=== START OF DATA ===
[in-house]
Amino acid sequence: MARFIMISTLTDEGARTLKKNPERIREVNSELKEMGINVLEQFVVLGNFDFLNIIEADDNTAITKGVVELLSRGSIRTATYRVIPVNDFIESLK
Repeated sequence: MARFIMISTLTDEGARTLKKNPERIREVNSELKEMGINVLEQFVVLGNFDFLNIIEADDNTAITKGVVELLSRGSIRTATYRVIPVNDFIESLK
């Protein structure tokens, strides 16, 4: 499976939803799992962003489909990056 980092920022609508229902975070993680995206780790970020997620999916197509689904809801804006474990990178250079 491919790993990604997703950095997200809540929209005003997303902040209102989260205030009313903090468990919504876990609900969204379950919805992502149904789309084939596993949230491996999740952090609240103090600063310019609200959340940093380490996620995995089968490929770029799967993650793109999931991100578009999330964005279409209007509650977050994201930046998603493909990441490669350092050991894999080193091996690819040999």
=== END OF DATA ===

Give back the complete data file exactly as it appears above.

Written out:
[in-house]
Amino acid sequence: MARFIMISTLTDEGARTLKKNPERIREVNSELKEMGINVLEQFVVLGNFDFLNIIEADDNTAITKGVVELLSRGSIRTATYRVIPVNDFIESLK
Repeated sequence: MARFIMISTLTDEGARTLKKNPERIREVNSELKEMGINVLEQFVVLGNFDFLNIIEADDNTAITKGVVELLSRGSIRTATYRVIPVNDFIESLK
């Protein structure tokens, strides 16, 4: 499976939803799992962003489909990056 980092920022609508229902975070993680995206780790970020997620999916197509689904809801804006474990990178250079 491919790993990604997703950095997200809540929209005003997303902040209102989260205030009313903090468990919504876990609900969204379950919805992502149904789309084939596993949230491996999740952090609240103090600063310019609200959340940093380490996620995995089968490929770029799967993650793109999931991100578009999330964005279409209007509650977050994201930046998603493909990441490669350092050991894999080193091996690819040999």